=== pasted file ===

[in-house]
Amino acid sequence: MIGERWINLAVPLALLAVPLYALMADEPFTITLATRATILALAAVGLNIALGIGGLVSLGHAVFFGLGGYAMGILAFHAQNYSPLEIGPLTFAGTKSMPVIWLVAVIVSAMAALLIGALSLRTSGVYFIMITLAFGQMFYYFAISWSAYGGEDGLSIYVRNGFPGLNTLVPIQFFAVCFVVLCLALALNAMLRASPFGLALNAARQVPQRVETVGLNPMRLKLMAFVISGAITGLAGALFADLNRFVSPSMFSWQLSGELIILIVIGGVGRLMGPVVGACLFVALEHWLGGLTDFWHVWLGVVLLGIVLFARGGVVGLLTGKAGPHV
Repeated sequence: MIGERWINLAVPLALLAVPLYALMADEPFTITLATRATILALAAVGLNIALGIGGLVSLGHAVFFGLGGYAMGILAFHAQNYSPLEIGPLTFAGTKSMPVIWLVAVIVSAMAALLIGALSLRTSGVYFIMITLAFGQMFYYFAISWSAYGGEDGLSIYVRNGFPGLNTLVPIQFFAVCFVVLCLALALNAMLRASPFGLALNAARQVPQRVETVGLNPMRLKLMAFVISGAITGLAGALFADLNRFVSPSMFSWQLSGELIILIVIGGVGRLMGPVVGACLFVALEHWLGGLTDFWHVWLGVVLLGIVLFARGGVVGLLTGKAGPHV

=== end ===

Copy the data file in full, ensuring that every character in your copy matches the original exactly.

[in-house]
Amino acid sequence: MIGERWINLAVPLALLAVPLYALMADEPFTITLATRATILALAAVGLNIALGIGGLVSLGHAVFFGLGGYAMGILAFHAQNYSPLEIGPLTFAGTKSMPVIWLVAVIVSAMAALLIGALSLRTSGVYFIMITLAFGQMFYYFAISWSAYGGEDGLSIYVRNGFPGLNTLVPIQFFAVCFVVLCLALALNAMLRASPFGLALNAARQVPQRVETVGLNPMRLKLMAFVISGAITGLAGALFADLNRFVSPSMFSWQLSGELIILIVIGGVGRLMGPVVGACLFVALEHWLGGLTDFWHVWLGVVLLGIVLFARGGVVGLLTGKAGPHV
Repeated sequence: MIGERWINLAVPLALLAVPLYALMADEPFTITLATRATILALAAVGLNIALGIGGLVSLGHAVFFGLGGYAMGILAFHAQNYSPLEIGPLTFAGTKSMPVIWLVAVIVSAMAALLIGALSLRTSGVYFIMITLAFGQMFYYFAISWSAYGGEDGLSIYVRNGFPGLNTLVPIQFFAVCFVVLCLALALNAMLRASPFGLALNAARQVPQRVETVGLNPMRLKLMAFVISGAITGLAGALFADLNRFVSPSMFSWQLSGELIILIVIGGVGRLMGPVVGACLFVALEHWLGGLTDFWHVWLGVVLLGIVLFARGGVVGLLTGKAGPHV